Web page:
If you write code you write bugs. It is a fact of life as a developer. The more code you write, the more complicated it gets and the more likely it will contain bugs. Consider this logic:
If you want to introduce fewer bugs, write less code.
What does this have to do with immutable class design I hear you ask? Well, there are many arguments for immutable designs. There are arguments that immutable code is easier and faster to test. There are arguments that immutable code is easier to use in distributed and threaded systems. There are arguments that immutable deployments can keep us from building snowflakes and enforce a scalable mindset from the start. I am not presenting any of these arguments today, instead I am presenting a much simpler argument. My argument today is:
Writing immutable code leads to a reduction in lines of code.
In a recent code dojo here at the Made offices, one colleague suggested a mutable object design to which I offered an alternative, immutable design. Rather than derailing the dojo with an explanation I will now outline my thoughts.
The dojo itself was charged with building an anagram grouper. Given a file of words we had to produce an array of anagram arrays. The first step was to provide words to the class without loading from a file and producing an array of grouped anagrams.
The mutable class design would require each word to be added to an AnagramGrouper object with #add_word and then a #group method being called to produce the output.
class AnagramGrouper def initialize @words =  end def add_word(word) @words << word end def group # logic to group anagrams end end
This design means an AnagramGrouper represents one session of grouping. That is, it maintains an array of words to be grouped, so given a different set of words you would need to create a new instance of the grouper.
grouper = AnagramGrouper.new grouper.add_word('dog') grouper.add_word('god') grouper.add_word('bob') grouper.group # => [['dog', 'god'], ['bob']] grouper = AnagramGrouper.new grouper.add_word('debit card') grouper.add_word('bad credit') grouper.group # => [['debit card', 'bad credit']]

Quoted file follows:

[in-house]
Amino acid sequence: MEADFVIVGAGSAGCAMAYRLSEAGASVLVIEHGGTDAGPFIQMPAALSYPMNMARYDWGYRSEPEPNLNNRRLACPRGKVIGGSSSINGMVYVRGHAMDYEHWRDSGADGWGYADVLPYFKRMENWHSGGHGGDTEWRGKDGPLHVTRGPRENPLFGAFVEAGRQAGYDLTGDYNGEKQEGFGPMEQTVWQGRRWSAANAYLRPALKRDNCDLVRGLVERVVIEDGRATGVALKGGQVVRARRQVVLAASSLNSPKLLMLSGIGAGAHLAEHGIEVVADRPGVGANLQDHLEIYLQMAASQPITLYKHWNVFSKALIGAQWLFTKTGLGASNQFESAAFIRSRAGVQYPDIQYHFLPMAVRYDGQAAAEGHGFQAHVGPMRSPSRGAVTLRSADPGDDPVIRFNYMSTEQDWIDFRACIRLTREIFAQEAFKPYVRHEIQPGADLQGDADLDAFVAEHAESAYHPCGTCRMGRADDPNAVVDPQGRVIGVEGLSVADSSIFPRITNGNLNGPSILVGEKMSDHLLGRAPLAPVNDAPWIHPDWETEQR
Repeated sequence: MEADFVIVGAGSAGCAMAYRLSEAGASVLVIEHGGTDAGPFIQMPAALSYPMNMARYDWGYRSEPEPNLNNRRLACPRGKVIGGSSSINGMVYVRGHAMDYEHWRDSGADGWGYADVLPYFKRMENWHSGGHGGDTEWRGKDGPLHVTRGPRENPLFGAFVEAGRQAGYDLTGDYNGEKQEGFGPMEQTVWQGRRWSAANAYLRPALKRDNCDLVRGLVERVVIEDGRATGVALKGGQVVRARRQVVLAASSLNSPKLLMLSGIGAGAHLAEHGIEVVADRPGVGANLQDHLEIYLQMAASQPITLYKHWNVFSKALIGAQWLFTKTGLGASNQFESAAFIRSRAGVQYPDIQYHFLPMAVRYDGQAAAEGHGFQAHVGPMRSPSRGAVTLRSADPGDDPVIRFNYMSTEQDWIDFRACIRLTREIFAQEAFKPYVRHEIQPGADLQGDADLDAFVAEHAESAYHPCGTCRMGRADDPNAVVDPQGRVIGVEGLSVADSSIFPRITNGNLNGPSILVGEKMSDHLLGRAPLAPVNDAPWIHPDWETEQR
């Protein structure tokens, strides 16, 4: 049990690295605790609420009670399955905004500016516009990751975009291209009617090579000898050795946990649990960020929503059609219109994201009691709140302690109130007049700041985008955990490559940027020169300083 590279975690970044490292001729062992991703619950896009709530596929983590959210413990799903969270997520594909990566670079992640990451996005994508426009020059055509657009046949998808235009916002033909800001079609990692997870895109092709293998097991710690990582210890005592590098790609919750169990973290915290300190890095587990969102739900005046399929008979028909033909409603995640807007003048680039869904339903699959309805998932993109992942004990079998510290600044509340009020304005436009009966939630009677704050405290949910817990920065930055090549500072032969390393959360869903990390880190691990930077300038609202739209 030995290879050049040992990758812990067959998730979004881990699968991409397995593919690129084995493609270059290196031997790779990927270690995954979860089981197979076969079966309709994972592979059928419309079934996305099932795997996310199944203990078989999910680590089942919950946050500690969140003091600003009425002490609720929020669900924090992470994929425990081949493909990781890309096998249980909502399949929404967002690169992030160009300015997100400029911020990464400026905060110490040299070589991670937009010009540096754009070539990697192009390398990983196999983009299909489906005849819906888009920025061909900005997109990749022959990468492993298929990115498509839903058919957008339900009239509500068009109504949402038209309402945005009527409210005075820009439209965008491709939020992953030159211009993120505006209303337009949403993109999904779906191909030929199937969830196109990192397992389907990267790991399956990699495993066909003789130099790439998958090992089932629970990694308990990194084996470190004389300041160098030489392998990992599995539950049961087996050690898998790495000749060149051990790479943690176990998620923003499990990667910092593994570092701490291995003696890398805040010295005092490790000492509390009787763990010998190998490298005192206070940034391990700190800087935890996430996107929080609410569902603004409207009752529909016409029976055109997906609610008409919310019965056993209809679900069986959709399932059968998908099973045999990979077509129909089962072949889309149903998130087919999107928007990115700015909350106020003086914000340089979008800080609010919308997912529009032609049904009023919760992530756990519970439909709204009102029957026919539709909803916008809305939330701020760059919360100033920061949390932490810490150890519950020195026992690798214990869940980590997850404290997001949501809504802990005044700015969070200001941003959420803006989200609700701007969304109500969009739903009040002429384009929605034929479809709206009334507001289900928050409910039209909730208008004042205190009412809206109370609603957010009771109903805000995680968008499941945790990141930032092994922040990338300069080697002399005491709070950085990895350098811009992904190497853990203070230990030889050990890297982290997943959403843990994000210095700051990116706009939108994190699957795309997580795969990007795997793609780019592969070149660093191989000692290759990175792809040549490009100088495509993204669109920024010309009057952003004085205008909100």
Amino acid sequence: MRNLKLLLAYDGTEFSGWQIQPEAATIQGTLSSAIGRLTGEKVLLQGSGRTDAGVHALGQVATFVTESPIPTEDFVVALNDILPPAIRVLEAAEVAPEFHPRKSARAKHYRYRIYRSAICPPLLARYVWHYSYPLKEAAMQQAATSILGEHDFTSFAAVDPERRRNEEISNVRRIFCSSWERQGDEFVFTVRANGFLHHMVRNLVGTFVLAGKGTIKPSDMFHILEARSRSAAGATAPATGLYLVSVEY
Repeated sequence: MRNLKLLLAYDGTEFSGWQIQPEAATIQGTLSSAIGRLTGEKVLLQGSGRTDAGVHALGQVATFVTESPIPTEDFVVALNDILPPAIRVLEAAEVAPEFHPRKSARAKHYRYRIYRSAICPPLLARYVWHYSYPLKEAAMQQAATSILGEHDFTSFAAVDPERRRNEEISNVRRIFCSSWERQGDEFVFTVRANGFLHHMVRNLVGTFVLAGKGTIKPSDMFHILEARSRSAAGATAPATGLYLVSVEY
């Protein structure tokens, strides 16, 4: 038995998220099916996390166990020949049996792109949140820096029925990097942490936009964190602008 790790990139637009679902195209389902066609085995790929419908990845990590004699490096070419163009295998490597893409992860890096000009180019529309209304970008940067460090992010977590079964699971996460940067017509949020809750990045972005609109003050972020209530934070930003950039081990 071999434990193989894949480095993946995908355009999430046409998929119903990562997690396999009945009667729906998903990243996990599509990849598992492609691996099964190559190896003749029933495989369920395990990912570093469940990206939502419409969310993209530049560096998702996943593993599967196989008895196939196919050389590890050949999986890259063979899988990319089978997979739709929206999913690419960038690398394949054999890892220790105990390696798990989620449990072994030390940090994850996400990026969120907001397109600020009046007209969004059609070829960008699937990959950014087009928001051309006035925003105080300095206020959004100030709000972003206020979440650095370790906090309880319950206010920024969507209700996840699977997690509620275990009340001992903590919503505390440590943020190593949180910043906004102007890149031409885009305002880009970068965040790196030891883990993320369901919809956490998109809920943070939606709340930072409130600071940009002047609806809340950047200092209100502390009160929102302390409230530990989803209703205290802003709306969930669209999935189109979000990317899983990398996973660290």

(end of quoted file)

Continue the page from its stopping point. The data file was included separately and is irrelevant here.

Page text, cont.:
As you see here this design has lead to verbose usage. We could of course load all words at construct time:
class AnagramGrouper def initialize(words) @words = words end def group # logic to group anagrams end end
Which then leads to a shortening of usage code:
grouper = AnagramGrouper.new(['dog', 'god', 'bob']) grouper.group # => [['dog', 'god'], ['bob']] grouper = AnagramGrouper.new(['debit card', 'bad credit']) grouper.group # => [['debit card', 'bad credit']]
However we could go one step further, let’s turn this design into an immutable one.
class AnagramGrouper def group(words) # logic to group anagrams end end
Now the usage is super simple and only requires one instance of AnagramGrouper.
group = AnagramGrouper.new grouper.group(['dog', 'god', 'bob']) # => [['dog', 'god'], ['bob']] grouper.group(['debit card', 'bad credit']) # => [['debit card', 'bad credit']]
So not only did an immutable class design lead to a reduction of code in the class but also a simpler interface and therefore simpler usage.
This is a very superficial argument for immutability, but I think it’s a powerful one. As developers we all too often lean on complicated object design when a simpler design would have been easier and quicker to implement.
The mutable design stored state in an instance variable @words, but why? What benefit does it provide to be able to build up an array of words? What benefit does it provide to require a new AnagramGrouper instance every time you want to group a separate set of words? Why store state when you don’t have to?
My final question I leave you with is, why write code that didn’t need to be written?